The Senate voted 50-48 to confirm Ring, a Morgan Lewis attorney who has represented businesses in disputes with labor unions. His arrival gives Republicans a three-person majority on the five-member board, allowing the GOP to resume rolling back Obama-era decisions in favor of unions.

At the top of the list will be reversing the Obama-era joint employer standard, which determines who’s responsible for labor violations committed by franchisees and contractors. Republicans reversed the Obama-era Browning-Ferris Industries decision in December, only to vacate the new ruling weeks later after the NLRB inspector general concluded that Trump appointee William Emanuel had a conflict with his former law firm.

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POLITICO is reporting that John Ring’s confirmation vote to the NLRB will be Wednesday, according to a spokesperson for Sen. Patty Murray (D-Wash.), ranking member of the Senate HELP committee.

Sen. Mitch McConnell (R-Ky.) scheduled a cloture vote on Ring’s nomination for 2:15 p.m. today, followed by 30 hours of debate if needed. Ring, an attorney with the management-side law firm Morgan Lewis, has attracted scrutiny from Democrats for his work representing large corporations.

The Trump administration’s previously confirmed NLRB choice, Bill Emanuel, was recently faulted by the agency’s inspector general over his failure to recuse himself in a case in which, the inspector general said, Emanuel had a conflict of interest owing to his previous employment by Littler Mendelson, another management-side law firm. Ring provided a list of clients to senators after his confirmation hearing last month.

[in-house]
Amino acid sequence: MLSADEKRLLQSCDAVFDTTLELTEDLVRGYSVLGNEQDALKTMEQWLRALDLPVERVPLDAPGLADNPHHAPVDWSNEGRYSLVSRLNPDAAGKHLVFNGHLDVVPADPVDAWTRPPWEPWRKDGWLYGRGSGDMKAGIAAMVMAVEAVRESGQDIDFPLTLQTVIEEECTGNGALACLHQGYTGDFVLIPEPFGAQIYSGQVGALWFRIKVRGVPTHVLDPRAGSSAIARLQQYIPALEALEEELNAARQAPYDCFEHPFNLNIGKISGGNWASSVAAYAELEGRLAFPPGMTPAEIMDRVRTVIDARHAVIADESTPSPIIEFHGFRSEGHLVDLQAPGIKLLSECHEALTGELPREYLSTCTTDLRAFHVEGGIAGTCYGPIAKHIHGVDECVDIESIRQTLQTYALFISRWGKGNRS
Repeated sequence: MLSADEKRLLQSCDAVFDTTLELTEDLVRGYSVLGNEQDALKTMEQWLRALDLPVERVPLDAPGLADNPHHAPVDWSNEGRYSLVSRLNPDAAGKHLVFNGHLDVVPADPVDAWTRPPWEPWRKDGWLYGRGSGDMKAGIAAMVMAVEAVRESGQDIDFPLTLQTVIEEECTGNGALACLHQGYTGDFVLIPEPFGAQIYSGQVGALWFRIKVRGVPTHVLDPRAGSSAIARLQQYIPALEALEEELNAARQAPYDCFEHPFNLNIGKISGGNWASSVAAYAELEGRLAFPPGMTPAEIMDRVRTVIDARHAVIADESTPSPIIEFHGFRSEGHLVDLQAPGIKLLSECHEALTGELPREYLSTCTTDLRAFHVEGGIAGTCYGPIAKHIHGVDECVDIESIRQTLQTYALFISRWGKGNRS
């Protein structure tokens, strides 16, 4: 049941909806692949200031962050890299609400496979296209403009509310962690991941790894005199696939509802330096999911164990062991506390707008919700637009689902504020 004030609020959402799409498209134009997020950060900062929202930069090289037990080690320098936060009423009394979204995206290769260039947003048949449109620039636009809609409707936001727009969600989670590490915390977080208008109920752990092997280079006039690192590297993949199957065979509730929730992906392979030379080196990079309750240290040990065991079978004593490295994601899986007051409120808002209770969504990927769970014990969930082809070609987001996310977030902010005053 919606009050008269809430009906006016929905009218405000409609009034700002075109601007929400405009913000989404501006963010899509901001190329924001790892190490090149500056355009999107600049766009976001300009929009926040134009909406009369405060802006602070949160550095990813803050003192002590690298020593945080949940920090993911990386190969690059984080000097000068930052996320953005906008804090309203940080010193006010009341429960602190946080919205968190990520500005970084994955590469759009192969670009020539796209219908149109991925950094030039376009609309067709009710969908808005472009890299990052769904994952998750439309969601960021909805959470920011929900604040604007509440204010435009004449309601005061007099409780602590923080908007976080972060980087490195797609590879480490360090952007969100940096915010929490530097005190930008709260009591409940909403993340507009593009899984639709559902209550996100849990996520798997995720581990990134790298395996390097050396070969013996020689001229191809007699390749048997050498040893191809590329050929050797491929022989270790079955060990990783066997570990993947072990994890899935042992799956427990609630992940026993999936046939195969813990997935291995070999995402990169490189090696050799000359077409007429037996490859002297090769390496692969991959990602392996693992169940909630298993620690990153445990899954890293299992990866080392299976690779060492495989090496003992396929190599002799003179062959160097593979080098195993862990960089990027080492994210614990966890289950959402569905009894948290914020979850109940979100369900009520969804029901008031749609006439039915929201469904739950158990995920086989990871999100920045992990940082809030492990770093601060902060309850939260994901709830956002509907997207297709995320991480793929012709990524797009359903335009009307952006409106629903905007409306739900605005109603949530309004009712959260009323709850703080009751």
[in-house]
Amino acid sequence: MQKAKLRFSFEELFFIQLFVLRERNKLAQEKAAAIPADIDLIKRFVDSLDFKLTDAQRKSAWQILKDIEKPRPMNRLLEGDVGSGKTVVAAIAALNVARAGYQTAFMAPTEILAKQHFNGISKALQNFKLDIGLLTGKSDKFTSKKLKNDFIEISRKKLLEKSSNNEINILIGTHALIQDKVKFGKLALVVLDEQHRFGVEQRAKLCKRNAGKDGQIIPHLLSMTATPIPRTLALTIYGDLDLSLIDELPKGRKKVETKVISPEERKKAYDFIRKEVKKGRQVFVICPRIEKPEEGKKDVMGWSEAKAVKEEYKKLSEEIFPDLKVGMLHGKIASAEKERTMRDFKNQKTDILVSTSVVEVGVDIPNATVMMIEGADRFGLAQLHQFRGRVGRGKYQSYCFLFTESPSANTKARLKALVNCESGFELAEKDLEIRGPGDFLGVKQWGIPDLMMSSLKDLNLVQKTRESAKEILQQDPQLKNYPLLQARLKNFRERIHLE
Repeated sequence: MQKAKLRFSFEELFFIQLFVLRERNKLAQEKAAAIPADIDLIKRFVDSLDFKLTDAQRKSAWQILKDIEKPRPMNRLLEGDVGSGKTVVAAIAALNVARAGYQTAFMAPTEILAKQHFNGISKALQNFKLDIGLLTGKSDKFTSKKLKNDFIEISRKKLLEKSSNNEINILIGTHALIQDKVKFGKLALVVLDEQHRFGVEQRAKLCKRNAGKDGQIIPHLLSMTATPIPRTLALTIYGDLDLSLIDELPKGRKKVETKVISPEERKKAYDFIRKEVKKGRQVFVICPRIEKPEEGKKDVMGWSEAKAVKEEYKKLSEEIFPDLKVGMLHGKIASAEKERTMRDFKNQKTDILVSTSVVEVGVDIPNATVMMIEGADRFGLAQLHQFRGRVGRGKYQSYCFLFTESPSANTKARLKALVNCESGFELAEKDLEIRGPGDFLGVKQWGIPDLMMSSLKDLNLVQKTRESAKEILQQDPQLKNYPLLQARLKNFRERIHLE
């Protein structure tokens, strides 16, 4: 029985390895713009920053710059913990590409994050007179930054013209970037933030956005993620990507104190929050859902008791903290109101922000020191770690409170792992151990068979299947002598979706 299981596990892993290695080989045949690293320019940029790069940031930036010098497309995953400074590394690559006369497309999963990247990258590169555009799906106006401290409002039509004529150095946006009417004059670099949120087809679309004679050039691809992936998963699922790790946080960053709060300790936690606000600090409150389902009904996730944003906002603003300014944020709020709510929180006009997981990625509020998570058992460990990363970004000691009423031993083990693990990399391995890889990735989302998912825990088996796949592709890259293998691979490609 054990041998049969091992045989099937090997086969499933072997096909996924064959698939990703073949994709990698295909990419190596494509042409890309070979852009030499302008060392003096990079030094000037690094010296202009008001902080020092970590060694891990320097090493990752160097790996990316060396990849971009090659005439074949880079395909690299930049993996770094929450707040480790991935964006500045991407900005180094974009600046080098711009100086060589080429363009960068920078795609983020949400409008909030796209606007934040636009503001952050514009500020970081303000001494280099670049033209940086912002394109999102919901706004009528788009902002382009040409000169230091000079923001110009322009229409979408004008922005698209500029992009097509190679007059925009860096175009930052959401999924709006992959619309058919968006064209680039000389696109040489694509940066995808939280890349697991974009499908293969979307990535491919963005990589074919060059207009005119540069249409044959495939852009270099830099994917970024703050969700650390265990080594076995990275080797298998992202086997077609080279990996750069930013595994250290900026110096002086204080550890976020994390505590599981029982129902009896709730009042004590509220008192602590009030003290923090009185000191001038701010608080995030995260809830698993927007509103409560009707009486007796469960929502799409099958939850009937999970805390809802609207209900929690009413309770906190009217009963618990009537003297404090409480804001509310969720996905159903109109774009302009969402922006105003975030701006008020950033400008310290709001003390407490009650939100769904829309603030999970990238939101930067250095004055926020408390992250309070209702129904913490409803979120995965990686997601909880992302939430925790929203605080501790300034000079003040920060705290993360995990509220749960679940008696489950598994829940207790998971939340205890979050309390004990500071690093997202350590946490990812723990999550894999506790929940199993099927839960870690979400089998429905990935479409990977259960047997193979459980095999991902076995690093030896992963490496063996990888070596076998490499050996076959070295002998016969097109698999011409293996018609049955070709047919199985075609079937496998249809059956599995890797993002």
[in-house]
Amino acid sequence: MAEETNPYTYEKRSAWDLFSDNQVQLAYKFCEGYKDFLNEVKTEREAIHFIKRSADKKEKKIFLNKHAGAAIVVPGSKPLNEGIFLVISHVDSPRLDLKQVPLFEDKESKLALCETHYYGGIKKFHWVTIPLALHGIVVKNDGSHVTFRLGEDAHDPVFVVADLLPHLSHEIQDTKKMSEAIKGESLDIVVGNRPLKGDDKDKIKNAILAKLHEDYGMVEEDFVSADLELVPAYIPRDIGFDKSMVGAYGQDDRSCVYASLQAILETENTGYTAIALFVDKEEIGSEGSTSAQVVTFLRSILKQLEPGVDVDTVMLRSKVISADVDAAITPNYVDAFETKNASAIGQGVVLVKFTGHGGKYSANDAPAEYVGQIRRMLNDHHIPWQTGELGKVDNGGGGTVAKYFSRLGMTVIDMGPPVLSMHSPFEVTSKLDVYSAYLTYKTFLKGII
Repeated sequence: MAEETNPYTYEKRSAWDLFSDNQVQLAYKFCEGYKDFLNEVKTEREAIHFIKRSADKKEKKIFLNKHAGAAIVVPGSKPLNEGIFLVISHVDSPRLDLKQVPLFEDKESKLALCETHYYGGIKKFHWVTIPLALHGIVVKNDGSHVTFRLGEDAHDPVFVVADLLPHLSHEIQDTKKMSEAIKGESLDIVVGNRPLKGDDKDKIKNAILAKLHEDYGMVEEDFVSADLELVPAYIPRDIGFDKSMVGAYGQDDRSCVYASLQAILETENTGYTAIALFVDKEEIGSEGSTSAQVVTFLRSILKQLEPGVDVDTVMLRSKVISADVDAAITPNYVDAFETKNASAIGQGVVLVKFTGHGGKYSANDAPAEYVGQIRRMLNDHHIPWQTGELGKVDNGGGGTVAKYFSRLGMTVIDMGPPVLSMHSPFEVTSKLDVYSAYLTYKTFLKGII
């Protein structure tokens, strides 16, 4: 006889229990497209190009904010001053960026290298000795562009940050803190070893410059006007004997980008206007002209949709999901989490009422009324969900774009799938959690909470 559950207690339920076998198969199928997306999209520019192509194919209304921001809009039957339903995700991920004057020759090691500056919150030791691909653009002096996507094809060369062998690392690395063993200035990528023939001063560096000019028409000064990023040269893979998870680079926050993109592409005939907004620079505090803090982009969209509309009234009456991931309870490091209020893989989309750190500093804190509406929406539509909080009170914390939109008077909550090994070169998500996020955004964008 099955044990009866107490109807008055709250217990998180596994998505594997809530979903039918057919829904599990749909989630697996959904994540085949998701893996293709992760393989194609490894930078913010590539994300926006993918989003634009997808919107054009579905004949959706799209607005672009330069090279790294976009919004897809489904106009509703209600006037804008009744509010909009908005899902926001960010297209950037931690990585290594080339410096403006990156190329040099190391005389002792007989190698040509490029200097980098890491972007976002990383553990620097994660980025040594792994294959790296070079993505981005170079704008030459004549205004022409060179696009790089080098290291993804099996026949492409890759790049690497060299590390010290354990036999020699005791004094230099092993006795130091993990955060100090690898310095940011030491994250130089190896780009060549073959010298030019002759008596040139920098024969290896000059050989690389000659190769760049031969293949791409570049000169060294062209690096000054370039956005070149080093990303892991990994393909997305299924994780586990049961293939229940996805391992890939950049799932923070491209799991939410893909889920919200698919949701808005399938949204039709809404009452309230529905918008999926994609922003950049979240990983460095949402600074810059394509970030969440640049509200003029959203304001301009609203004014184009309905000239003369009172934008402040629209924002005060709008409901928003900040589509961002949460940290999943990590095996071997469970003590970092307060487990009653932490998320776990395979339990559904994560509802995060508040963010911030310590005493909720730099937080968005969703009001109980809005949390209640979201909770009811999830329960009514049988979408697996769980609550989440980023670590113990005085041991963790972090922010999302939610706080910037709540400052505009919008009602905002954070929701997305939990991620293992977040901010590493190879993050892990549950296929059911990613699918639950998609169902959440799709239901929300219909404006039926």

Sen. Elizabeth Warren (D-Mass.) urged lawmakers to reject Ring’s nomination from the Senate floor today, citing the potential for a conflict of interest. “Mr. Ring’s long list of clients is a huge red flag: either he’ll ignore the ethics rules when they’re inconvenient, like Mr. Emanuel did, or he’ll likely have to recuse himself from important cases.”

The National Right To Work Committee — not typically a Warren ally — has expressed similar objections to Ring, though for a different reason. The committee said it worried that, between Emanuel and Ring, the Republican majority would recuse itself out of opportunities to reverse Obama-era precedents.